So, instead, let me explain why I find it difficult to find a home in either of those parties.
My problem is one of platform.The Republican Party may have been pushed tot he left, may have absorbed too many left-leaning Republicans, and it may have lost its way to some degree, but the core of the party, the party platform, is still viable and one I can endorse. There may be some planks that I find disagreeable form time to time, they may sometimes adopt a policy out of political expediency, but they are still a mature party with a valid outlook.
Both the Constitution and Libertarian parties disturb me in that they have party platforms that include paranoid and immature policies as essential parts of their doctrine. Both have embraced the paranoid suspicion of government as an organizing principle, choosing not to see government as a tool, as did the founders, and instead to see it as an enemy which should be feared. That is an inherently immature view. If government truly is evil, then logically anarchy is the ideal. That is the attitude of foolish idealists and children. Government is not a necessary evil, government is a tool through which we achieve certain ends. Adults realize this.
The third parties have also adopted the paranoid fear of "neocons" often talking of imperial wars and embracing the idea that we should never fight a war until enemy troops are on our soil. Again, that is a fine position for theorists and ideologues, but the reality doe snot allow for that. Would England have not been better off had they raised some additional troops and stopped Hitler's advance in France in 1940? But according to the libertarian types, they should not have sent event the troops they did, much less more. Instead they should have accepted Hitler's peace proposals and just let him conquer Europe, as he wasn't attacking England. You can see how suicidal this view can be.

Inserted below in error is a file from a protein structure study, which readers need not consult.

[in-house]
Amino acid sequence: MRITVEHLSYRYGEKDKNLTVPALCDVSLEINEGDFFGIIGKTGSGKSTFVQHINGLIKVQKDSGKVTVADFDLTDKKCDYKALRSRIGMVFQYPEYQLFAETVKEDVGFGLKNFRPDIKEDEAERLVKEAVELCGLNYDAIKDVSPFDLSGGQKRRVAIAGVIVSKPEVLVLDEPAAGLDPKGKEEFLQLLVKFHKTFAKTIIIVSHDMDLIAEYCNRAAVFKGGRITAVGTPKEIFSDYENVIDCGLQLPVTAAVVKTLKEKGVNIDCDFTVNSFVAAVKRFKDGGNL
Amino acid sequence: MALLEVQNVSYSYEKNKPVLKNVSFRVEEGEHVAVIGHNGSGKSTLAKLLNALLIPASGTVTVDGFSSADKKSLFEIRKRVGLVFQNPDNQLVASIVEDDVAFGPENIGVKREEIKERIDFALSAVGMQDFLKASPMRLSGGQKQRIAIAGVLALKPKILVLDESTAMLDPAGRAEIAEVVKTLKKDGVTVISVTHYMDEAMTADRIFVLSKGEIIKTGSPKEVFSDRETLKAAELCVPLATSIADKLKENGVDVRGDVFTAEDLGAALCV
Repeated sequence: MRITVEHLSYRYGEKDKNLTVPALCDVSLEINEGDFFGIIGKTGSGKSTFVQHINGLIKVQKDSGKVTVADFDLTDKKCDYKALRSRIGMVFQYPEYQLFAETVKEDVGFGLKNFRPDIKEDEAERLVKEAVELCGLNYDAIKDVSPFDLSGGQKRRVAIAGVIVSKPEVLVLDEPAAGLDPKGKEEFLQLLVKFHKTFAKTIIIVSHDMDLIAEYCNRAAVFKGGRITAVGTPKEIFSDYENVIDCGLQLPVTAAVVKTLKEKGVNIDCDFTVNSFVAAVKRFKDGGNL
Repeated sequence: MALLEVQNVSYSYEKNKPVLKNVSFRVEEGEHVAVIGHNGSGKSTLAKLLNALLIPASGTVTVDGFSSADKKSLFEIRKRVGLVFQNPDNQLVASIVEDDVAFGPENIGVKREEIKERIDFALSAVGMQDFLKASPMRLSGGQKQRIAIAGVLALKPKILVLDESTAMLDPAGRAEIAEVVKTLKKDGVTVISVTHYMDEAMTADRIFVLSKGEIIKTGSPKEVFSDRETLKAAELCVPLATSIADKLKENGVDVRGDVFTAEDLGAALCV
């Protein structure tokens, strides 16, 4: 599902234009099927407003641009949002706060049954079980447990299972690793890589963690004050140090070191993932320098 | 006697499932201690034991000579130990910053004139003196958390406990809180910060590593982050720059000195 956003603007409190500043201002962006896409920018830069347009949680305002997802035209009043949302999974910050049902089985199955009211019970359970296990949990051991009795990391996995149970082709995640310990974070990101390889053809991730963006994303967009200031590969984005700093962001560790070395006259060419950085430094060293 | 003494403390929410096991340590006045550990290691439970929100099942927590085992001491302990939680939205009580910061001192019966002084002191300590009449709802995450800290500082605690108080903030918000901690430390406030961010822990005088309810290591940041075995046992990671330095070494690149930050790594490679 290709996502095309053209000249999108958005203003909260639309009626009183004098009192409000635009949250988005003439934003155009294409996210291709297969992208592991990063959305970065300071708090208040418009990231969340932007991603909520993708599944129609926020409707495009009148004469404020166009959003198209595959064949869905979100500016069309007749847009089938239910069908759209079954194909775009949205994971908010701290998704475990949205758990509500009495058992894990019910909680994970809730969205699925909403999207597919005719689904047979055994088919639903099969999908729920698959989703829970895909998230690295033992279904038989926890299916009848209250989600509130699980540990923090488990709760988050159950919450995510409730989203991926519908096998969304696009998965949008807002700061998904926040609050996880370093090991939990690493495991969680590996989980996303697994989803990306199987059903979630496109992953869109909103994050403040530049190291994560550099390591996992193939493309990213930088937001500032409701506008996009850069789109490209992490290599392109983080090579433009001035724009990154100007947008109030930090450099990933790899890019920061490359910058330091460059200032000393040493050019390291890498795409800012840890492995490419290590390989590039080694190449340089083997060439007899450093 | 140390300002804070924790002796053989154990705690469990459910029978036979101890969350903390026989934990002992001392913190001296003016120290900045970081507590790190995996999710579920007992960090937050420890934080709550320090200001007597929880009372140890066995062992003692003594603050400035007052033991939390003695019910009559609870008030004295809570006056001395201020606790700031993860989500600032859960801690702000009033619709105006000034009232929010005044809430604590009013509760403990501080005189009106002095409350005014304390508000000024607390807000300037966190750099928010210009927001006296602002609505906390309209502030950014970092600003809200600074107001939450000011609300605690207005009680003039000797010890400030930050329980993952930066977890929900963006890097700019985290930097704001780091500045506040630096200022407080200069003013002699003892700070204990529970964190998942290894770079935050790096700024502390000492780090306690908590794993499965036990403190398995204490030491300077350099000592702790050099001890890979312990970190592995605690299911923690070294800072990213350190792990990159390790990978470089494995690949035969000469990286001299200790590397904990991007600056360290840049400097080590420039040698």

Beyond that there are a host of other problems. Just as the Ron Paul campaign was too willing to embrace the support of dubious groups, such as white supremacists, the libertarians have opened their big tent to far too many lunatic groups. In their fear of government they have embraced those who want to free Mumia or Peltier, who want Bush to stand trial for war crimes, or want to cede the southwest to Mexico. They have a bad track record of accepting any set of beliefs, no matter how bizarre, provided it has an anti-government slant. Admittedly, groups like the Cato Institute have managed to keep themselves a bit more respectable and limit their focus a little better, but the Libertarian Party as a whole has been quite thoroughly infiltrated by groups with which I could never in good conscience associate.
So, until we have a mature third party, which accepts that government can be a force for good, when properly designed, and that understands that using military force in self defense can still involve non-reactive wars where the enemy is not on our doorstep, I am not going to embrace any third parties. Even then, I am skeptical of the wisdom of surrendering a party which is 80 or 90% correct for one with so much less to offer, but at least I will consider it. As it stands now, the third parties are simply too juvenile, and too willing to embrace insane theories, for me to join them.
Originally posted in Random Notes on 2008/11/07.